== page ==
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Friday, December 8, 2017

WP29 Sets Deadlines for Privacy Shield Improvements

At a plenary meeting on November 28, the Article 29 Working Party adopted a 38-page opinion on the effectiveness of the Privacy Shield program, following the first annual joint review conducted by the European Commission in Washington DC in September 2017.  Eight representatives of the Working Party took part with the Commission in the review, including both DPAs and expert staff.  The Commission issued its own report on the review on October 18, finding that Privacy Shield continued to ensure an adequate level of protection, while noting a number of recommendations for improvements.

As might be expected, the Working Party opinion, while noting that Privacy Shield represented a significant advance over the invalidated Safe Harbor framework, was more forceful in calling for these and other improvements to be instituted by the U.S. government within specific time frames:
  • May 25, 2018 was set as the deadline for development of an action plan (a) to demonstrate that all of the Working Party's concerns will be addressed; (b) to appoint the independent Ombudsperson and clarify the rules of procedure of this office; and (c) to fill the vacancies in the Privacy and Civil Liberties Oversight Board (PCLOB).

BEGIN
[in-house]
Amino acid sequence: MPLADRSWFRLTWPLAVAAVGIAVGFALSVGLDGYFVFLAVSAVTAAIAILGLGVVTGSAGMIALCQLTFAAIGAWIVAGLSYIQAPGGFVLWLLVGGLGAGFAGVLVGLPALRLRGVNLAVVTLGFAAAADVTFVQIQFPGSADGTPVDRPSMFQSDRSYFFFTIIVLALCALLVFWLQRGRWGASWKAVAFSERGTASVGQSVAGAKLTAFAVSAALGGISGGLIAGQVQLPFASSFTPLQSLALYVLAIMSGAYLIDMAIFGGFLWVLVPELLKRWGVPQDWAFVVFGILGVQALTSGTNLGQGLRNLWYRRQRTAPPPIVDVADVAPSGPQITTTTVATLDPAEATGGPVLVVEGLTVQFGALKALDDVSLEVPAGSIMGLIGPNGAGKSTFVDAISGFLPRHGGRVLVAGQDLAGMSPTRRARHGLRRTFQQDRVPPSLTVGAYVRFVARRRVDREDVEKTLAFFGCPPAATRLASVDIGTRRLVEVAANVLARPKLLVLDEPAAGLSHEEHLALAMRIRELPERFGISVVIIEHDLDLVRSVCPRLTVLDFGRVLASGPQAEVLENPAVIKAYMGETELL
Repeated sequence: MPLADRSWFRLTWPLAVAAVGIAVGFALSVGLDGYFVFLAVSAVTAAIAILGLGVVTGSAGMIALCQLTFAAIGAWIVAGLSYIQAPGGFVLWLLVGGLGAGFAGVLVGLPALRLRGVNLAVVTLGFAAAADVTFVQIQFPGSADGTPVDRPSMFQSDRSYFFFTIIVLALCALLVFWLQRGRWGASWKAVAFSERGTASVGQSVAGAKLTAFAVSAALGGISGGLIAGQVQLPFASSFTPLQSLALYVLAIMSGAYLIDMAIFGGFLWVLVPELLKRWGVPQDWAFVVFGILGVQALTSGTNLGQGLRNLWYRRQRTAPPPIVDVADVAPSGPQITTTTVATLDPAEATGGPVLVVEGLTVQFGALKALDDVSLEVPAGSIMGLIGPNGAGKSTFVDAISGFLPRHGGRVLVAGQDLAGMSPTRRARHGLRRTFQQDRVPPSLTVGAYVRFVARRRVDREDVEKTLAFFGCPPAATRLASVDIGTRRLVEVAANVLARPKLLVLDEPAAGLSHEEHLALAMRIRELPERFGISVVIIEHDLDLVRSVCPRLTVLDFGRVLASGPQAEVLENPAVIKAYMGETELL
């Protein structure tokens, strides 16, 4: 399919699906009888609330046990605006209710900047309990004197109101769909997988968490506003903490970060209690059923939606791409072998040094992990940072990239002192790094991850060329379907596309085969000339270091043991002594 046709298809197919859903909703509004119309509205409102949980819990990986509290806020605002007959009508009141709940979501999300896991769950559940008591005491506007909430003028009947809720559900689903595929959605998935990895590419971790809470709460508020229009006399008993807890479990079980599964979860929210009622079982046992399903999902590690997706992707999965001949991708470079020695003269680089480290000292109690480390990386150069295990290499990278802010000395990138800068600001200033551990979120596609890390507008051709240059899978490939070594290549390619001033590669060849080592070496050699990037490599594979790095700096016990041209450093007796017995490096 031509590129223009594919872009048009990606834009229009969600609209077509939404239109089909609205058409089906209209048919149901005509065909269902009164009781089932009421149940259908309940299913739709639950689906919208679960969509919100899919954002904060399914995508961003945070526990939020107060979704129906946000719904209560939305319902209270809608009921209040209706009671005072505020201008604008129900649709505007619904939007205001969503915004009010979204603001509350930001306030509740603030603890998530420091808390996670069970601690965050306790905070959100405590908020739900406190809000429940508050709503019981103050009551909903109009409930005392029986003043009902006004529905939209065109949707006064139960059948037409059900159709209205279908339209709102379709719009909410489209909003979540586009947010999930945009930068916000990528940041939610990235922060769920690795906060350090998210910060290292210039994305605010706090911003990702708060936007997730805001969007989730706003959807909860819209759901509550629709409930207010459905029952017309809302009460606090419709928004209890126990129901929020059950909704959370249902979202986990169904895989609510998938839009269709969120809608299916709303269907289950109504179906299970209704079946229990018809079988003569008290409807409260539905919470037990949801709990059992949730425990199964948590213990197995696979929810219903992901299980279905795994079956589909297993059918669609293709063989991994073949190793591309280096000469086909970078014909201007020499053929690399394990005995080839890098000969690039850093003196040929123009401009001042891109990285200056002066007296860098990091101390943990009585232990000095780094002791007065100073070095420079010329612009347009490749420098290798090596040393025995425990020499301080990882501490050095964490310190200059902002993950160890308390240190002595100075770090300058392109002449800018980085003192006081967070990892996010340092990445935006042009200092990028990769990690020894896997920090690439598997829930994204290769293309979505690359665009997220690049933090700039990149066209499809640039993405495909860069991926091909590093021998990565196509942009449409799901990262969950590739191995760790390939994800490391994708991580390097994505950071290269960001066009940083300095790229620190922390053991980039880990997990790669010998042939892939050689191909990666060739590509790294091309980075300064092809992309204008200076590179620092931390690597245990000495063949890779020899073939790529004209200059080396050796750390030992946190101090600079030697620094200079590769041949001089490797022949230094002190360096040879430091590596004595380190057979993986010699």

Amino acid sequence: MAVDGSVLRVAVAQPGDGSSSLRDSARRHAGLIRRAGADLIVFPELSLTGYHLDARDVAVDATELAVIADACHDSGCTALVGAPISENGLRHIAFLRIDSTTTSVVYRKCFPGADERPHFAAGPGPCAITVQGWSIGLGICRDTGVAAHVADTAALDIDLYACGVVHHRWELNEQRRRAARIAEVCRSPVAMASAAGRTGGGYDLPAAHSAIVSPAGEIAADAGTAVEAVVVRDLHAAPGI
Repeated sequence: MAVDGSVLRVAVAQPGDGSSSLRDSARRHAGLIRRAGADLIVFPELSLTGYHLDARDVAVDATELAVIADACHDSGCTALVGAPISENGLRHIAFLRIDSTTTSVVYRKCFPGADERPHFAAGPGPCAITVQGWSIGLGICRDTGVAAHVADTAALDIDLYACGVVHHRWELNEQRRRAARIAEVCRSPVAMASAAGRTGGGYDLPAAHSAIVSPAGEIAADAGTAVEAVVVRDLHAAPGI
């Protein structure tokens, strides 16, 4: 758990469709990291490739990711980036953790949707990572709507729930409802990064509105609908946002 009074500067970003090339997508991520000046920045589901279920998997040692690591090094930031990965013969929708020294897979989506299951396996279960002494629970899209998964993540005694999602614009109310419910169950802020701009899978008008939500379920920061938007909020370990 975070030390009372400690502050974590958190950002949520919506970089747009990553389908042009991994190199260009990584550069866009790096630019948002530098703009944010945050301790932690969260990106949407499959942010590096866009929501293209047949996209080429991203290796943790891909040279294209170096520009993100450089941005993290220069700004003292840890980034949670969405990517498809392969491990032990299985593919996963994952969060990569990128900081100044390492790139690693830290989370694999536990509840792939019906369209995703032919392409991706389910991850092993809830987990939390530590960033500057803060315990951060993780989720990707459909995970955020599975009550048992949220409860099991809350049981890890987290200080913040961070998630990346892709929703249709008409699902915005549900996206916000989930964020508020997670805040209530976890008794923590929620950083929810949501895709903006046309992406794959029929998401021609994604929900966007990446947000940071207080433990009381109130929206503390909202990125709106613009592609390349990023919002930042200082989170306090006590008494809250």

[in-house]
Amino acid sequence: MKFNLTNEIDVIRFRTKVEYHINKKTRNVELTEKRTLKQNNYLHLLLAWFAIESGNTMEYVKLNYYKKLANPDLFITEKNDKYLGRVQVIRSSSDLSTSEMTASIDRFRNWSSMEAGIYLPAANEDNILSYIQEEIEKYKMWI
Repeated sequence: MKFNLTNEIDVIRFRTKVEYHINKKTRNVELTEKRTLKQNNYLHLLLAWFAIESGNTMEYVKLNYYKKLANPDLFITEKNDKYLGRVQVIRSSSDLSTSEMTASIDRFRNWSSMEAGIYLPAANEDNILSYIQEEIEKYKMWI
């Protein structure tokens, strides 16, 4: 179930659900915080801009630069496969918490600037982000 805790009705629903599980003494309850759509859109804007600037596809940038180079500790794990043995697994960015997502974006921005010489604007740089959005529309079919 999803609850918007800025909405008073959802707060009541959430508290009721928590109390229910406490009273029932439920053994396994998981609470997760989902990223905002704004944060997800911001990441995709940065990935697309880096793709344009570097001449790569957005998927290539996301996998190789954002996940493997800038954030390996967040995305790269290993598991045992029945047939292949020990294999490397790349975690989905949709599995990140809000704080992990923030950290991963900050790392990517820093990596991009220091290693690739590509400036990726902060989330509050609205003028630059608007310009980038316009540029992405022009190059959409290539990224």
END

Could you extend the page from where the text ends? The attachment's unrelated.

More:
• The second joint annual review was set as the deadline for addressing the remaining concerns of the WP29.
Barring remediation of its concerns within these time frames, the opinion states that members of the Working Party "will take appropriate action, including bringing the Privacy Shield Adequacy decision to national courts for them to make a reference to the CJEU for a preliminary ruling."  It is worth noting that: (a) the track record of the WP29 with respect to previous warnings of imminent enforcement actions is less than compelling; and (b) while this latest deadline-setting ups the ante by threatening the existence of Privacy Shield itself as opposed to targeting particular companies, the reference to the CJEU is likely to take a considerable amount of time, as witnessed by the Irish High Court's current referral of the Schrems case.

Of particular interest in the WP29 opinion is the prominence it gives to concerns about HR data. The Department of Commerce began operations of the Privacy Shield program by allowing companies acting as data processors for EU companies with respect to employee data to certify that they were processing HR data and relied upon EU data protection authorities as their independent recourse mechanism.  After a few months, the DOC changed course and began treating such transferred data as commercial data, requiring public disclosure of the relevant privacy policy and not requiring that EU data protection authorities be the independent recourse mechanism.  The WP29 rejects this interpretation of "HR data" and calls for rectification by the DOC.  Where this leaves companies certifying or re-certifying HR data under Privacy Shield is unclear, but a conversation with the DOC Privacy Shield team - said to be ten in number - would be advisable.